Tag Archives: Magic

Geometers, Scribes, and the structure of intelligence

When people talk about general intelligence in humans, they tend to talk about measured IQ. While a lot of variation in IQ is really just variation in brain health, and probably related to variation in general health, there are at least two distinct modes of general intelligence in humans: fluid intelligence and crystallized intelligence.

Fluid intelligence is pretty much anything you can use a spatial metaphor to think about, and is measured pretty directly by Raven's Progressive Matrices. It's used for puzzle-solving.

Crystallized intelligence, on the other hand, relies on your conceptual vocabulary. You can do analogical reasoning with it – so it lends itself to a fortiori style arguments.

I don't think it's just a coincidence that I know of two main ways people have discovered disjunctive, structural reasoning – once in geometry, and once in the courts. Continue reading

Doubt, Science, and Magical Creatures


I grew up in a Jewish household, so I didn't have Santa Claus to doubt - but I did have the tooth fairy.

It was hard for me to believe that a magical being I had never seen somehow knew whenever any child lost their tooth, snuck into their house unobserved without setting off the alarms, for unknown reasons took the tooth, and for even less fathomable reasons left a dollar and a note in my mom's handwriting.

On the other hand, the alternative hypothesis was no less disturbing: my parents were lying to me.

Of course I had to know which of these terrible things was true. So one night, when my parents were out (though I was still young enough to have a babysitter), I noticed that my tooth was coming out and decided that this would be...

A Perfect Opportunity for an Experiment.

I reasoned that if my parents didn't know about the tooth, they wouldn't be able to fake a tooth fairy appearance. I would find a dollar and note under my pillow if, but only if, the tooth fairy were real.

I solemnly told the babysitter, "I lost my tooth, but don't tell Mom and Dad. It's important - it's science!" Then at the end of the night I went to my bedroom, put the tooth under the pillow, and went to sleep. The next morning, I woke up and looked under my pillow. The tooth was gone, and in place there was a dollar and a note from the "tooth fairy."

This could have been the end of the story. I could have decided that I'd performed an experiment that would come out one way if the tooth fairy were real, and a different way if the tooth fairy were not. But I was more skeptical than that. I thought, "What's more likely? That a magical creature took my tooth? Or that the babysitter told my parents?"

I was furious the possibility of such an egregious violation of experimental protocol, and never trusted that babysitter in the lab again.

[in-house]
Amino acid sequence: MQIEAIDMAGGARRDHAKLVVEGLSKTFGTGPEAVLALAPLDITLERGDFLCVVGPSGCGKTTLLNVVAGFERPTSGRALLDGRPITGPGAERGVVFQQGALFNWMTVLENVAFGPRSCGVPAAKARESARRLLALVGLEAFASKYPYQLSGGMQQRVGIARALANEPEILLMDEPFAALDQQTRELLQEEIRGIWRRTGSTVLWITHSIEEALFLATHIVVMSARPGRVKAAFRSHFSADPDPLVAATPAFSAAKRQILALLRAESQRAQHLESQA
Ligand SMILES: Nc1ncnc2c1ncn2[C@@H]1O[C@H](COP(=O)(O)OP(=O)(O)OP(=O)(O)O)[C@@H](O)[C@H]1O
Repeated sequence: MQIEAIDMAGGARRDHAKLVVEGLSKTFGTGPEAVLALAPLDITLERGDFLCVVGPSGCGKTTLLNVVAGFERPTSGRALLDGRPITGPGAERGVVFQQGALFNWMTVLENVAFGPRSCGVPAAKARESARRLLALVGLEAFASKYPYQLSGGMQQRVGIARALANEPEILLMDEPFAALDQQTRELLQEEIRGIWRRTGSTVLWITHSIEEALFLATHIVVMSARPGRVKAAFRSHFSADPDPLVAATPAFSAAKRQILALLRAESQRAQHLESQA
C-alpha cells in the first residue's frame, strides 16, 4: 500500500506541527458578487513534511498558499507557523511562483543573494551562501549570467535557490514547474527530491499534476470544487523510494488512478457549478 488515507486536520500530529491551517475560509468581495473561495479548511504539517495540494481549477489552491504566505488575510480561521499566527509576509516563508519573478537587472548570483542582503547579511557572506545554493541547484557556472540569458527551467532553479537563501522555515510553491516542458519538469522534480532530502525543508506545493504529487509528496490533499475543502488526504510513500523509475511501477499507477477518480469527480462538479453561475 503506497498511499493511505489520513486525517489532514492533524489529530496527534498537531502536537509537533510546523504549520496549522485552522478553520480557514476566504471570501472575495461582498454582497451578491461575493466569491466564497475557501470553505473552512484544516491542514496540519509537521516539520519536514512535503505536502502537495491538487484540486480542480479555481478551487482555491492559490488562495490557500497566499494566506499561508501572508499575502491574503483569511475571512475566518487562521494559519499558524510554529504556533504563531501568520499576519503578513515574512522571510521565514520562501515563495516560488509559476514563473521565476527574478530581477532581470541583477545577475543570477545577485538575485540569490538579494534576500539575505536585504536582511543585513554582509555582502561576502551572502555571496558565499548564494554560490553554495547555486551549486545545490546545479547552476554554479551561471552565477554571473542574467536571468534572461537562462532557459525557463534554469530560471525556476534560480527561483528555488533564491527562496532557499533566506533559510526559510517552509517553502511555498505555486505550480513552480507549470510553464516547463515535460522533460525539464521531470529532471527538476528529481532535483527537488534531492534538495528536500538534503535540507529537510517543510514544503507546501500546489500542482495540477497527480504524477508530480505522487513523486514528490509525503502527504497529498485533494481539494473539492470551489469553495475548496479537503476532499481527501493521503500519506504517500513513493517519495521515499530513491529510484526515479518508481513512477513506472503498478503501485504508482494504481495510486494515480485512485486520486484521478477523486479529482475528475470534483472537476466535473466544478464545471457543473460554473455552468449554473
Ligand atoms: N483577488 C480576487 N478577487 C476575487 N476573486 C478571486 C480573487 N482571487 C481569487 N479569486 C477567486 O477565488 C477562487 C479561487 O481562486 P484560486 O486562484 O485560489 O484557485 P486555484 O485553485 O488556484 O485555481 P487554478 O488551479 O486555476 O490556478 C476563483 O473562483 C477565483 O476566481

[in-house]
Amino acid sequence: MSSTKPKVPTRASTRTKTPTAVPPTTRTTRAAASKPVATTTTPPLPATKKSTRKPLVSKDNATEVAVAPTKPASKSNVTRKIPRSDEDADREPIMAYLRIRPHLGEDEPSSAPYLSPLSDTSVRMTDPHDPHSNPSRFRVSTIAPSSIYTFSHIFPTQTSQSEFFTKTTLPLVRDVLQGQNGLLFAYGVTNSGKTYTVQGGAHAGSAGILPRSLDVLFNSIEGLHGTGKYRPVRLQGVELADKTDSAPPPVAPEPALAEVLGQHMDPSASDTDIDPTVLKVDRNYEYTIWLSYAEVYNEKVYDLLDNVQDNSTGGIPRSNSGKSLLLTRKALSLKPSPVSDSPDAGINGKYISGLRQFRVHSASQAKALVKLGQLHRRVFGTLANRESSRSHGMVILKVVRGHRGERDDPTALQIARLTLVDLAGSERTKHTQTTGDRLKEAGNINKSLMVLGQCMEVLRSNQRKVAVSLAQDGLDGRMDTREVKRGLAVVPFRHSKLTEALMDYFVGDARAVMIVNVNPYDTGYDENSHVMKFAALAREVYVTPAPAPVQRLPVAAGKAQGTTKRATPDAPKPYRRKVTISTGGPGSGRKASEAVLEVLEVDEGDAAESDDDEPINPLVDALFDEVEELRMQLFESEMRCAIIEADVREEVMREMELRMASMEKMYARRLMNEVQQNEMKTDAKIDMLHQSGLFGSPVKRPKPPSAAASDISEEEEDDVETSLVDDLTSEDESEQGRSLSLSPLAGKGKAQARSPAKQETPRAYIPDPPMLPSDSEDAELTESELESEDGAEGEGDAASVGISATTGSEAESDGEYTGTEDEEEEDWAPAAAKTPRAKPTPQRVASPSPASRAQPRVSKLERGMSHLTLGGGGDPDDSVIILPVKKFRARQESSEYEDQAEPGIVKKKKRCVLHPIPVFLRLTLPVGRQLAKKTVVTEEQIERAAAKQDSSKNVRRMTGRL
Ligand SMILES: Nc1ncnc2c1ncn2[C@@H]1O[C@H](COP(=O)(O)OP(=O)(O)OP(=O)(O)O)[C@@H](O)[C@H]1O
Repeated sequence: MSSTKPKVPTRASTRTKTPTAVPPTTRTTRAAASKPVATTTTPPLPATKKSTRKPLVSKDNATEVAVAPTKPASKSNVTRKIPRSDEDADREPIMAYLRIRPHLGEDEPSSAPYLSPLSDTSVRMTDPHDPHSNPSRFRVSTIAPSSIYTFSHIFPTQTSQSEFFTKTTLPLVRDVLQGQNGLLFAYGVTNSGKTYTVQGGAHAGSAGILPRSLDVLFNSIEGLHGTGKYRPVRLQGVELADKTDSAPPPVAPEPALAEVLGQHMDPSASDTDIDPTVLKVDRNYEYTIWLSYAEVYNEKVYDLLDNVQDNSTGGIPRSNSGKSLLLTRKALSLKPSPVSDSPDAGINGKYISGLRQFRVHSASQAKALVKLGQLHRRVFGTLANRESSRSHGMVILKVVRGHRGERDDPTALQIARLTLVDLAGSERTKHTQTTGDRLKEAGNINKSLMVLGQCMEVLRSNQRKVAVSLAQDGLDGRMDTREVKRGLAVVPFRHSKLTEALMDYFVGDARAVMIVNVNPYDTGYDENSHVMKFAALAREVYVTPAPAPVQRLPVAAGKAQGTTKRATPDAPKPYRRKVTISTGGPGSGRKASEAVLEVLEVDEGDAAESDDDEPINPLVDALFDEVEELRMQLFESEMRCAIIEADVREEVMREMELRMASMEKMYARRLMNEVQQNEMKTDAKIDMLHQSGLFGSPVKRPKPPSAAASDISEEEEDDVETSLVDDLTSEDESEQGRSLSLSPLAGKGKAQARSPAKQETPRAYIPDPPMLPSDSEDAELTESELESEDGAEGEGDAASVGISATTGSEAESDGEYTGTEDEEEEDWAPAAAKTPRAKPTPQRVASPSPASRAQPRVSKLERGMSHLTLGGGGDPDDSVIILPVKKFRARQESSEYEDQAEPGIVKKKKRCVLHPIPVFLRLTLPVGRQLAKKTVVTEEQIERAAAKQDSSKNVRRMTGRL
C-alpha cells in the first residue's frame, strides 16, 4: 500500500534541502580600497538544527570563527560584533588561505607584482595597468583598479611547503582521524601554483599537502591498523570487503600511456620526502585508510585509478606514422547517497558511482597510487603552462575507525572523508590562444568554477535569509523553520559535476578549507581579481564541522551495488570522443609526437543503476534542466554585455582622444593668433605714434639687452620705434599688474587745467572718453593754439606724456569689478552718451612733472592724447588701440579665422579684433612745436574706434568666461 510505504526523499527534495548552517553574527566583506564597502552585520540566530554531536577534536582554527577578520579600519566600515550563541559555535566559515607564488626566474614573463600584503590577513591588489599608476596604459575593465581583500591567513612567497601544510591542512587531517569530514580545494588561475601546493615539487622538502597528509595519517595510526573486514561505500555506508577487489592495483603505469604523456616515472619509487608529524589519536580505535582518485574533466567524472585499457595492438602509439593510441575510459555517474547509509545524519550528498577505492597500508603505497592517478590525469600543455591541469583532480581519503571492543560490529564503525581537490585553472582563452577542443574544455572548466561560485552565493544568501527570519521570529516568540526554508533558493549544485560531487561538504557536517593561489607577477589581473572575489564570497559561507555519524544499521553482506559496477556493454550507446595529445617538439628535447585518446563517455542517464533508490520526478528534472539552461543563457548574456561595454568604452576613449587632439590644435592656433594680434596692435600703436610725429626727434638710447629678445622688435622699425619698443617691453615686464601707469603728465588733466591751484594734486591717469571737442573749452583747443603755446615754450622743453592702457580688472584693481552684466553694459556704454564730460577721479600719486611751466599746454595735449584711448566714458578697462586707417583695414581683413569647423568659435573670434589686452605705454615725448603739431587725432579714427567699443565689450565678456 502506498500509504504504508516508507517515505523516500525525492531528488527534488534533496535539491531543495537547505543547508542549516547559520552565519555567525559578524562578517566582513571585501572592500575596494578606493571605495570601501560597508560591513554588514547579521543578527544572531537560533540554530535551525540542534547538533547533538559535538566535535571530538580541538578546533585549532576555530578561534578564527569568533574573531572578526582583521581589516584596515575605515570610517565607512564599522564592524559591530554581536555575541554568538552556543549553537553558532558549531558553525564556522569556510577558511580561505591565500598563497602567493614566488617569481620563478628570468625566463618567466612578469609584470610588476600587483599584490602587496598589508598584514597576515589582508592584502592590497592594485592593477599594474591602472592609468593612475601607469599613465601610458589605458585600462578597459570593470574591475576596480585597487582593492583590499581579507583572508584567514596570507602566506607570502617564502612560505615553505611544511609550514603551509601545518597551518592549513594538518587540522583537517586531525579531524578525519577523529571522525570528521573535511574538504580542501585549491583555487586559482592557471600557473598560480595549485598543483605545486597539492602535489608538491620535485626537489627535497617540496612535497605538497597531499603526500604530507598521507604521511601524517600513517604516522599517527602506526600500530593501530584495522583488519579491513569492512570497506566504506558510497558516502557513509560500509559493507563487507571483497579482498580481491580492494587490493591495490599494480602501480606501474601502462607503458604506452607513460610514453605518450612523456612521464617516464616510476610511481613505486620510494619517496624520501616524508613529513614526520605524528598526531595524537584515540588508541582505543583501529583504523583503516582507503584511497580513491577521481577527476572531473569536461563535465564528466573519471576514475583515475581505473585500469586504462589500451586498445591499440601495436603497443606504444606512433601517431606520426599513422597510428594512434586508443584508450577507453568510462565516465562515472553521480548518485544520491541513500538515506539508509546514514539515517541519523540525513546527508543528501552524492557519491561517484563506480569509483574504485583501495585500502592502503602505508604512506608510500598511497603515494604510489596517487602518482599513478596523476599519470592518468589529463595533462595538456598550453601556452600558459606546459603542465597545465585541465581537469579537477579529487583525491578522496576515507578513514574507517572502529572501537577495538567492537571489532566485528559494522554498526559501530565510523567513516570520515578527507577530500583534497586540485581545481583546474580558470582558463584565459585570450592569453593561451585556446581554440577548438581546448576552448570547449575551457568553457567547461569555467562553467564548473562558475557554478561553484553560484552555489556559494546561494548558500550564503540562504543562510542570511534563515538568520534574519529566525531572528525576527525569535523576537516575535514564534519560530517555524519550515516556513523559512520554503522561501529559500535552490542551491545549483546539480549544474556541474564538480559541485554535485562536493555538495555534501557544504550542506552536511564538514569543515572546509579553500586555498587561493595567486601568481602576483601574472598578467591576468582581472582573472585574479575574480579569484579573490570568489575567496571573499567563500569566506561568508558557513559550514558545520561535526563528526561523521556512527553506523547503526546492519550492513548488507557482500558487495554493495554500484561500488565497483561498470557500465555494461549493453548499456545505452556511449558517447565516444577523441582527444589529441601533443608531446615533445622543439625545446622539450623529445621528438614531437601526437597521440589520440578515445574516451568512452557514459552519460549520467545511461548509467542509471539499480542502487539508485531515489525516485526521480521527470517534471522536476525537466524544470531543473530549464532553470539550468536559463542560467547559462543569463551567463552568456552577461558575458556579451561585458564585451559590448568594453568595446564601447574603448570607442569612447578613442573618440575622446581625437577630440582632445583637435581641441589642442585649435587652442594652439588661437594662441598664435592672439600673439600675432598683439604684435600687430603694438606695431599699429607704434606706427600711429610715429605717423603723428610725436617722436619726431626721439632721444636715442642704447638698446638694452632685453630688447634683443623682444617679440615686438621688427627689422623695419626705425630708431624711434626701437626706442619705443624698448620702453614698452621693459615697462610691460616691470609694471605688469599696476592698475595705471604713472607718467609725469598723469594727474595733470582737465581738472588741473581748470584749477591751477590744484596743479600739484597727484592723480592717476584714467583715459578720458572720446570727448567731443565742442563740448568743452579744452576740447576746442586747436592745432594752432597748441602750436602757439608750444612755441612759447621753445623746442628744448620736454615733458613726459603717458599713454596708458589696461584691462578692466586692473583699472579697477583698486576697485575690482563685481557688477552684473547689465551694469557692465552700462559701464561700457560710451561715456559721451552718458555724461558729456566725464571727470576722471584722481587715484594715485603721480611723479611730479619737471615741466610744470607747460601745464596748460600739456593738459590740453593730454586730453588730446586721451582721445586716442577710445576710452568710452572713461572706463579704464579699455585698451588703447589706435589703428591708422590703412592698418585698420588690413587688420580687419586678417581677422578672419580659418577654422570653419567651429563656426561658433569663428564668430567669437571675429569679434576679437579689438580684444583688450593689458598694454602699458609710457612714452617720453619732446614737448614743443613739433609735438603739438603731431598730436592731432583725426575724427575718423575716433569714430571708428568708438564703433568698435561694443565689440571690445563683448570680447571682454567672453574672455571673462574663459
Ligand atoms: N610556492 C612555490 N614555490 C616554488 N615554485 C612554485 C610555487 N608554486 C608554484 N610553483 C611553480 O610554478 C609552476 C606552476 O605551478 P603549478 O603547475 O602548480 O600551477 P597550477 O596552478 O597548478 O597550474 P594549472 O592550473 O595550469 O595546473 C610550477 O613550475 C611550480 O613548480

An Improvement in Experimental Design

The next time, I was more careful. I understood that the flaw in the previous experiment had been failure to adequately conceal the information from my parents. So the next time I lost a tooth, I told no one. As soon as I felt it coming loose in my mouth, I ducked into the bathroom, ran it under the tap to clean it, wrapped it in a tissue, stuck it in my pocket, and went about my day as if nothing had happened. That night, when no one was around to see, I put the tooth under my pillow before I went to sleep.

In the morning, I looked under the pillow. No note. No dollar. Just that tooth. I grabbed the incriminating evidence and burst into my parents bedroom, demanding to know:

"If, as you say, there is a tooth fairy, then how do you explain THIS?!"

What can we learn from this?

The basic idea of the experiment was ideal. It was testing a binary hypothesis, and was expected to perfectly distinguish between the two possibilities. However, if I had known then what I know now about rationality, I could have done better.

As soon as my first experiment produced an unexpected positive result, just by learning that fact, I knew why it had happened, and what I needed to fix in the experiment to produce strong evidence. Prior to the first experiment would have been a perfect opportunity to apply the "Internal Simulator," as CFAR calls it - imagining in advance getting each of the two possible results, and what I think afterwards - do I think the experiment worked? Do I wish I'd done something differently? - in order to give myself the opportunity to correct those errors in advance instead of performing a costly experiment (I had a limited number of baby teeth!) to find them.

Cross-posted at Less Wrong.

Sacrificial Rituals

One way of understanding what things cost is to imagine them as sacrificial rituals.

Blood doping is a sacrificial ritual whereby a drop of blood is permanently sacrificed for a future drop of blood.

Meetings are a sacrificial ritual whereby multiple victims are simultaneously suspended in purgatory for a length of time, to summon a demon with the sum of their knowledge, but intelligence equal only to that of the average member, divided by the number of victims.

Employment is an sacrificial ritual whereby the subject is imperfectly enthralled for the bulk of their day by a demon, and in exchange receives a substance that may itself be sacrificed to enthrall lesser demons through economancy, with powers proportional to the amount of substance used. Many wizards use an even powerful spell called Full-Time Employment, in which they commit to a long period of enthrallment in exchange for a more than proportionally larger amount of the enthralling substance.

Many other economantic spells have a similar structure to this.